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Journal of Consumer Research, Inc.

Consumer Response to Humor in Advertising: A Series of Field Studies Using Behavioral Observation Author(s): Cliff Scott, David M. Klein and Jennings Bryant Source: Journal of Consumer Research, Vol. 16, No. 4 (Mar., 1990), pp. 498-501 Published by: The University of Chicago Press Stable URL: http://www.jstor.org/stable/2489461 . Accessed: 24/02/2014 06:41
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Consumer

Response
A

to
of

Humor Field

in

Advertising:
Using

Series

Studies

Behavioral

Observation

CLIFFSCOTT DAVIDM. KLEIN JENNINGS BRYANT*


Ina series of field studies, social and business events were promoted using humorous, non-humorous, and control formats. The humorous promotions significantly increased attendance for the social events, but showed no significant impact for business events.

he use of humorin advertising is a controversial

issue for advertisingmanagersas well as for writers, theorists, and researchers (Sternthal and Craig 1973). Advocates of humor in advertising maintain that lightheartedmessage appeals secure audience attention, increase memorability, overcome sales resistance, and enhance message persuasiveness(Duncan 1979; Duncan, Nelson, and Frontczak 1984) by c. attractingattention in a relevant way, then by imparting pleasant information and making a soft sell, all in a mixed atmosphere of relaxation and integrity" (Herold 1963, p. 1). Other researchersconsider the practice dangerous, particularlywhen humor is used in association with serious problems, misfortune, illness, or death (e.g., Runyon 1979). One approach to resolvingthe question of whetherhumorous messages stimulate greater changes in levels of audience response (McGuire 1969) may lie in investigating the impact of "judiciously used humor" (Monroe and Ehninger 1969, p. 232). Positive effects of the use of humor in advertising might be expected if two factors are present. First, the humor should be directly related to and well integrated with the objective(s) and message of the ad (i.e., the humor should contribute to the main point of the message; Klein, Bryant, and Zillmann 1982). Second, the advertised product, service, or event
*CliffScott is Associate Professorof Marketing,School of Business Administrationand Economics, CaliforniaState University, Fullerton, CA 92634. David M. Klein is Chief OperatingOfficer, The FranchisePartnership,Inc., Boca Raton, FL 33487. Jennings Bryantholds the Ronald ReaganChairof Broadcasting,College of Communication, University of Alabama, Tuscaloosa, AL 35487. The authorswish to thank the JCR reviewersfor their most helpful comments.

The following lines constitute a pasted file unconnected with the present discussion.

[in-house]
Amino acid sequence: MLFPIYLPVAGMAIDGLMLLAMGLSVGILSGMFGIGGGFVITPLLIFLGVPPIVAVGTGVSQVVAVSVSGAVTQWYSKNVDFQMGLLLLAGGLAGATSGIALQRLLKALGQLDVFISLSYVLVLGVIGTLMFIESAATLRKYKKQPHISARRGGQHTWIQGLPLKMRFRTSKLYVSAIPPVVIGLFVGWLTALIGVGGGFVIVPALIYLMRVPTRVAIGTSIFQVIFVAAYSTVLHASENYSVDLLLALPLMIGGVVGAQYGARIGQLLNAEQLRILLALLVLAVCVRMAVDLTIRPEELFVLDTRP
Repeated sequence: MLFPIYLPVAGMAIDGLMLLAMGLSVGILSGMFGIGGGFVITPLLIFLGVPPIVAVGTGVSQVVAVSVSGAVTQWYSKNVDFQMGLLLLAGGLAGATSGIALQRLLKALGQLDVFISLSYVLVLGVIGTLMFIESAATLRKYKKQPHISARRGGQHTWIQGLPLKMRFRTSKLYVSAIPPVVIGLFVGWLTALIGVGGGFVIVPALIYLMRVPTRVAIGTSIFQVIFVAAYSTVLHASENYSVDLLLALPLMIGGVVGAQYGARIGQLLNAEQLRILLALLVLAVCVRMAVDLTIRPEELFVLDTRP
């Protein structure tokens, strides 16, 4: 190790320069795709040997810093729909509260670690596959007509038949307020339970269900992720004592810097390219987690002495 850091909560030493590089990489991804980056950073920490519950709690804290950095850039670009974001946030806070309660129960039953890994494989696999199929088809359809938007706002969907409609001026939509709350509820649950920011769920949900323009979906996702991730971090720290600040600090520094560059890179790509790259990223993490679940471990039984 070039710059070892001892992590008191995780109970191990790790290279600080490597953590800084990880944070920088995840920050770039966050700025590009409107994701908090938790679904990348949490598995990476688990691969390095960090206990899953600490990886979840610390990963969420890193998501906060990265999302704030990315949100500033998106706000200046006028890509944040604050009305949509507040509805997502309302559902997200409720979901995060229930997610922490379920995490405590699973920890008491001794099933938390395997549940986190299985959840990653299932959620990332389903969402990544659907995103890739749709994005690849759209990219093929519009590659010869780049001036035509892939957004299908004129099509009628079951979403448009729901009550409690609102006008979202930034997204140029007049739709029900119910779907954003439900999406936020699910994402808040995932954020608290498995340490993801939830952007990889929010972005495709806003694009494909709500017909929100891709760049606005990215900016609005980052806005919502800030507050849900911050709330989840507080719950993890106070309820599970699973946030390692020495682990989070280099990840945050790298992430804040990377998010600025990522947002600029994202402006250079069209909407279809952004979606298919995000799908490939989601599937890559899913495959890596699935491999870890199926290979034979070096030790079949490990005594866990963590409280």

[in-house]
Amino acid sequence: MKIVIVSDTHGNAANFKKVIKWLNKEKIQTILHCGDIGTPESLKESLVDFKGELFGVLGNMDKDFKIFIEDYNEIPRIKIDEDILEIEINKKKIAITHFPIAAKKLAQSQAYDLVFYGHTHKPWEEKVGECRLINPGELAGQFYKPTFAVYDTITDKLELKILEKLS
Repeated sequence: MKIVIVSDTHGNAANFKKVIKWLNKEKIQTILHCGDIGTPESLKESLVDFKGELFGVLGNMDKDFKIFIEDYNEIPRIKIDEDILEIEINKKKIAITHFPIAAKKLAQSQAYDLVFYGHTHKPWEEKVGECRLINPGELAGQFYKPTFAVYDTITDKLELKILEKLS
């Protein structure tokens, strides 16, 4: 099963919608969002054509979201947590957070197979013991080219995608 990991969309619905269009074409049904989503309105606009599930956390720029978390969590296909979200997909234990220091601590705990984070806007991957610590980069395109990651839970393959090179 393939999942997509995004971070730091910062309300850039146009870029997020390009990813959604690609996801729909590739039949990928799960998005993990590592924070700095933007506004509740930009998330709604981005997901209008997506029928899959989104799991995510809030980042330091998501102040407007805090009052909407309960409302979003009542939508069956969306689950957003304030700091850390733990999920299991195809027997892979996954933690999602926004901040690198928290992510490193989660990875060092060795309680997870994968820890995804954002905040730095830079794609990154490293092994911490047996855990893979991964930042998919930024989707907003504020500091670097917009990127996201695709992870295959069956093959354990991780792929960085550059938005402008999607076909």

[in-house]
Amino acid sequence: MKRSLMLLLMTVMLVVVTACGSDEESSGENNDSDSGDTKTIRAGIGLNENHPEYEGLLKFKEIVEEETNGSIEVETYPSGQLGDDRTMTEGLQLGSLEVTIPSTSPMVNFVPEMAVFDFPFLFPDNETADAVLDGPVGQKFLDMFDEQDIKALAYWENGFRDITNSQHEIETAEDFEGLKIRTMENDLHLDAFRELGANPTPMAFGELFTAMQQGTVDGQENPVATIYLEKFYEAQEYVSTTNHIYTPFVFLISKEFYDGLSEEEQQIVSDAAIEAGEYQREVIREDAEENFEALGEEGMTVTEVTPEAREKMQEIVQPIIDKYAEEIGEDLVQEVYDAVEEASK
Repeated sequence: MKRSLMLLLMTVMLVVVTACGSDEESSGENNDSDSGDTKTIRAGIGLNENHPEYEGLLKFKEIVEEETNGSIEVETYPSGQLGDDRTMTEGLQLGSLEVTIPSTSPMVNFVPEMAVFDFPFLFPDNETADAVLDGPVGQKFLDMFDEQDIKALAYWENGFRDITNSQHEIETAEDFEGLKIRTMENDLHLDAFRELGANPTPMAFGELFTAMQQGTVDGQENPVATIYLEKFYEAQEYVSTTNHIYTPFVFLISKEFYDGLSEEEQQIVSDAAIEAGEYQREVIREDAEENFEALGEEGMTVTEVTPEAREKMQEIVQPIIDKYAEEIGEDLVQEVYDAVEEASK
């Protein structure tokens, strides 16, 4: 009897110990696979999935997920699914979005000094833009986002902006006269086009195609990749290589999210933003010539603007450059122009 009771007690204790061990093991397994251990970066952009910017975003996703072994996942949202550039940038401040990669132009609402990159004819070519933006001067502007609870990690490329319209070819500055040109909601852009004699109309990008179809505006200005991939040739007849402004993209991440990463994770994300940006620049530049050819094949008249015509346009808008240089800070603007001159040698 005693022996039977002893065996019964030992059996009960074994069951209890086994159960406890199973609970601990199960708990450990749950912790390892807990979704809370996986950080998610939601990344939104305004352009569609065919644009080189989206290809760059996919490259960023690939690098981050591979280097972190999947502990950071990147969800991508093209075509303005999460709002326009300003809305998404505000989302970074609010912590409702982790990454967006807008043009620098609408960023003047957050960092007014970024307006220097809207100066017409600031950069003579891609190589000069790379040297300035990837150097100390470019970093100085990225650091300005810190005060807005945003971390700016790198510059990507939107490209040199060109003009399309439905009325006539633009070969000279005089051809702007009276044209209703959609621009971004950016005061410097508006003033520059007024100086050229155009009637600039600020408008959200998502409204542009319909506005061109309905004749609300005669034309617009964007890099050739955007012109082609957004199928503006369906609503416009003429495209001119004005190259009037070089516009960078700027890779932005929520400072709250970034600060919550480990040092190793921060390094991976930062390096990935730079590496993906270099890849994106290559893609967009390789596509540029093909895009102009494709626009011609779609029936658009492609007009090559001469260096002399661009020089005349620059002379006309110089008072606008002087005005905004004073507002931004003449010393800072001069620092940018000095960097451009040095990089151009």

should be appropriatefor the use of levity (Runyon 1979, p. 246). These two factors furtherspecify Duncan's (1979) hypothesis that humor relevant to the selling proposition will be more effective in changing audience response levels than irrelevanthumor will. The primarypurpose of this study is to test the behavioral impact of humorous versus non-humorous promotional efforts.The study attempts to determine whether relevant humor is a promotional tactic powerful enough to affectpatronageactivity within a realistic environment. A humorous promotion should be effective only if humor is relevant to the product, service, or event being promoted, that is, only if the promoted object or event may be associated with pleasure or mirth. This tenet will be tested using promotions for social events (such as a clam bake) versus business events (such as a town meeting on a zoning referendum). The following hypothesis is advanced regardinghumorous promotions' effectiveness.
Hi: Humorous promotions will increase atten-

dance only for the social events, and should either have no impact or a negative impact for the business events. The secondary purpose of this study is to provide some insight into the mechanism by which a humorous promotion might affect patronage behavior, In the current instance, humor that is well integrated into the ad may help communicate that the promoted event will be associated with lightheartedness or mirth. To the degree that this is viewed as desirable, humor may lead to anticipation of enjoyment, and anticipation of enjoyment may increase the likelihood of attendance. Thus, the following hypothesis will be tested.
498
* Vol. 16* March1990 ? JOURNAL RESEARCH OFCONSUMER

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HUMOR IN ADVERTISING

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H2: Subjects exposed to humorous promotions for social events should show greaterlevels of anticipation of enjoyment than those exposed to non-humorous promotions.

RESEARCH DESIGN
Three field sites were used, with each site hosting one complete replication of the experiment. Each replication had six treatment conditions: two types of events by three promotion formats. The criterion variableof interest was the efficacyof the specific promotional format for the specific type of event, which was operationalized as the proportion of exposed households with at least one household member attending the event. A measure of nonverbal expressions of enjoyment was also used.

Field Sites and Subjects


The study involved households in three different New Englandlocations: a neighborhoodwith an association of 160 households in a university town of 30,000; an industrial/agrariantown with 811 households and 3,100 residents; an agricultural village of 204 households and 850 residents. By randomly eliminating one household from each of the first two groups, equal cell sizes were obtained for all three groups of households. Comparisons could then be made across three cells of 53 households each for events in the neighborhood of the university town, three cells of 270 households each for the events in the industrial/agrarian town, and three cells of 68 households each for events in the agriculturalvillage.